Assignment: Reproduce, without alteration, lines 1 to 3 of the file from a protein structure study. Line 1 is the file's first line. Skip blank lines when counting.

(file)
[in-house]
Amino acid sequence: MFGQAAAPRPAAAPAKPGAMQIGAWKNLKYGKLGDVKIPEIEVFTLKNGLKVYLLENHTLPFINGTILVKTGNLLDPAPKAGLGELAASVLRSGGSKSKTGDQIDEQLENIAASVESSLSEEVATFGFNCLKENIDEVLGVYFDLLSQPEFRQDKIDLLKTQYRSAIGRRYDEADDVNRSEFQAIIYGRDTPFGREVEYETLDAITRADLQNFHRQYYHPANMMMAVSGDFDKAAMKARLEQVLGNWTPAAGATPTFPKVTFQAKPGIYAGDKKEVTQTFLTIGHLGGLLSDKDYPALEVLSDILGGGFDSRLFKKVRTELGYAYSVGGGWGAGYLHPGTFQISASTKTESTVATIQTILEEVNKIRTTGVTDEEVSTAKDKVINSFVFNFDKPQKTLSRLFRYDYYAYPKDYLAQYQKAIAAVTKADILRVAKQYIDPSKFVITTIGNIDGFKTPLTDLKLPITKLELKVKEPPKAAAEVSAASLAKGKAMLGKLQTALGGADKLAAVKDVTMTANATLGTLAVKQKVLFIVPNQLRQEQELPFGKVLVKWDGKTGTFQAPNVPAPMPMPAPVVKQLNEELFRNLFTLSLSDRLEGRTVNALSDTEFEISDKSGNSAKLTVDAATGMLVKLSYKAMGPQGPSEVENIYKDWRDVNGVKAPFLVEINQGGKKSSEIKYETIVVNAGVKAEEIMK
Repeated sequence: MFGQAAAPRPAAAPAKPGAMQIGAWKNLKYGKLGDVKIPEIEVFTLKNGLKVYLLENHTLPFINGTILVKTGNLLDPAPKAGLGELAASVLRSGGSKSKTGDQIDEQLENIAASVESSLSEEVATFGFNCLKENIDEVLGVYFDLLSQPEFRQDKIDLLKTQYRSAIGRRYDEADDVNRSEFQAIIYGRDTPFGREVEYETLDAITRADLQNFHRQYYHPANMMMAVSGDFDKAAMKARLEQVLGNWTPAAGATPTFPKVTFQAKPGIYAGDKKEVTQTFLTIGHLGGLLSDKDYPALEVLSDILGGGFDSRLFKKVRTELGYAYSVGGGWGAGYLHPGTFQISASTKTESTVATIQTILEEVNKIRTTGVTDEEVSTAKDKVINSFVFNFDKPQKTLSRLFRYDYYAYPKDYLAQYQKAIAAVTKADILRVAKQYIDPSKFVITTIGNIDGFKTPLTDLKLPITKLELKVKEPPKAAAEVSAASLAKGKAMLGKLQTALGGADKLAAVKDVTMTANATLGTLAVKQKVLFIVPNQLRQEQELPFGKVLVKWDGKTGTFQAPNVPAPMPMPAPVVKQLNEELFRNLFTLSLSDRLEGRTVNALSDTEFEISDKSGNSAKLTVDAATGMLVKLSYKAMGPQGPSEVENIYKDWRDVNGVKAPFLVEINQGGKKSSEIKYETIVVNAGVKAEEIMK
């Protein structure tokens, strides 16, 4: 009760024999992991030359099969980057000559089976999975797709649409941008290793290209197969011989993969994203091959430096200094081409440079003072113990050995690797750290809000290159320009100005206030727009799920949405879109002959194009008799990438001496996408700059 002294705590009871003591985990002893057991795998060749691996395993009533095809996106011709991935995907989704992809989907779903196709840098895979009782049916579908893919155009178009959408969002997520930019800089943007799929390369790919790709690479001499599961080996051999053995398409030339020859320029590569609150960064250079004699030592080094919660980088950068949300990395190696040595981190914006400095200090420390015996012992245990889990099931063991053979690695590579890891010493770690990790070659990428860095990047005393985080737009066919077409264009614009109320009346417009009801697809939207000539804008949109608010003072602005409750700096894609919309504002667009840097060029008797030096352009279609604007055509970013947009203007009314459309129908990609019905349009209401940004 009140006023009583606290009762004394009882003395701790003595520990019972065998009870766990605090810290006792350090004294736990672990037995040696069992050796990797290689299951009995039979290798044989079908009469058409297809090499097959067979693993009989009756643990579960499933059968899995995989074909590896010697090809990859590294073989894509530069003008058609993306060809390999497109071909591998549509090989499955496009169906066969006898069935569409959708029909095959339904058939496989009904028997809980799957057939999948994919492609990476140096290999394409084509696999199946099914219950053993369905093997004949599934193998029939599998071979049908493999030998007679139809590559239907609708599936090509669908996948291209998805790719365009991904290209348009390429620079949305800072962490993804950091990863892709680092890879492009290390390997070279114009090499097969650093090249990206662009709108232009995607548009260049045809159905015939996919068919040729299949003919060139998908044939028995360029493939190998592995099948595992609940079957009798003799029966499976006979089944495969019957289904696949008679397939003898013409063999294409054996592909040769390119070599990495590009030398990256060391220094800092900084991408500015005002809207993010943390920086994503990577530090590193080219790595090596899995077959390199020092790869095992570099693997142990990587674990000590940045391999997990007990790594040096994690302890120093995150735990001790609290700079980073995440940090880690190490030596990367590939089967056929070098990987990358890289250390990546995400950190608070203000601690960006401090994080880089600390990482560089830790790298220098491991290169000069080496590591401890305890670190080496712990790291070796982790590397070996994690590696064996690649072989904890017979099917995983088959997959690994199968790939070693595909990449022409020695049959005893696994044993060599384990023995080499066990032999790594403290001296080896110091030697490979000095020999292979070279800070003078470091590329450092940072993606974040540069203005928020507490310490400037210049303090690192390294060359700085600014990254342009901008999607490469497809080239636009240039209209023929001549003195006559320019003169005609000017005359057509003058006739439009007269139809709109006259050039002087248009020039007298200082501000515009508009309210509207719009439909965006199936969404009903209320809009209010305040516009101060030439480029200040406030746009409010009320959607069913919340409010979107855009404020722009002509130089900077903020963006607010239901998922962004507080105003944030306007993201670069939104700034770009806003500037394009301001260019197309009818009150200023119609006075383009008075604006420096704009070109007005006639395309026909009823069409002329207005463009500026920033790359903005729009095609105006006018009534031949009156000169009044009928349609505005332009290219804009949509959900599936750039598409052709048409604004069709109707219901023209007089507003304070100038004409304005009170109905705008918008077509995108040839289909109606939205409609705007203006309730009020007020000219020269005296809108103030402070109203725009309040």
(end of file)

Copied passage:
[in-house]
Amino acid sequence: MFGQAAAPRPAAAPAKPGAMQIGAWKNLKYGKLGDVKIPEIEVFTLKNGLKVYLLENHTLPFINGTILVKTGNLLDPAPKAGLGELAASVLRSGGSKSKTGDQIDEQLENIAASVESSLSEEVATFGFNCLKENIDEVLGVYFDLLSQPEFRQDKIDLLKTQYRSAIGRRYDEADDVNRSEFQAIIYGRDTPFGREVEYETLDAITRADLQNFHRQYYHPANMMMAVSGDFDKAAMKARLEQVLGNWTPAAGATPTFPKVTFQAKPGIYAGDKKEVTQTFLTIGHLGGLLSDKDYPALEVLSDILGGGFDSRLFKKVRTELGYAYSVGGGWGAGYLHPGTFQISASTKTESTVATIQTILEEVNKIRTTGVTDEEVSTAKDKVINSFVFNFDKPQKTLSRLFRYDYYAYPKDYLAQYQKAIAAVTKADILRVAKQYIDPSKFVITTIGNIDGFKTPLTDLKLPITKLELKVKEPPKAAAEVSAASLAKGKAMLGKLQTALGGADKLAAVKDVTMTANATLGTLAVKQKVLFIVPNQLRQEQELPFGKVLVKWDGKTGTFQAPNVPAPMPMPAPVVKQLNEELFRNLFTLSLSDRLEGRTVNALSDTEFEISDKSGNSAKLTVDAATGMLVKLSYKAMGPQGPSEVENIYKDWRDVNGVKAPFLVEINQGGKKSSEIKYETIVVNAGVKAEEIMK
Repeated sequence: MFGQAAAPRPAAAPAKPGAMQIGAWKNLKYGKLGDVKIPEIEVFTLKNGLKVYLLENHTLPFINGTILVKTGNLLDPAPKAGLGELAASVLRSGGSKSKTGDQIDEQLENIAASVESSLSEEVATFGFNCLKENIDEVLGVYFDLLSQPEFRQDKIDLLKTQYRSAIGRRYDEADDVNRSEFQAIIYGRDTPFGREVEYETLDAITRADLQNFHRQYYHPANMMMAVSGDFDKAAMKARLEQVLGNWTPAAGATPTFPKVTFQAKPGIYAGDKKEVTQTFLTIGHLGGLLSDKDYPALEVLSDILGGGFDSRLFKKVRTELGYAYSVGGGWGAGYLHPGTFQISASTKTESTVATIQTILEEVNKIRTTGVTDEEVSTAKDKVINSFVFNFDKPQKTLSRLFRYDYYAYPKDYLAQYQKAIAAVTKADILRVAKQYIDPSKFVITTIGNIDGFKTPLTDLKLPITKLELKVKEPPKAAAEVSAASLAKGKAMLGKLQTALGGADKLAAVKDVTMTANATLGTLAVKQKVLFIVPNQLRQEQELPFGKVLVKWDGKTGTFQAPNVPAPMPMPAPVVKQLNEELFRNLFTLSLSDRLEGRTVNALSDTEFEISDKSGNSAKLTVDAATGMLVKLSYKAMGPQGPSEVENIYKDWRDVNGVKAPFLVEINQGGKKSSEIKYETIVVNAGVKAEEIMK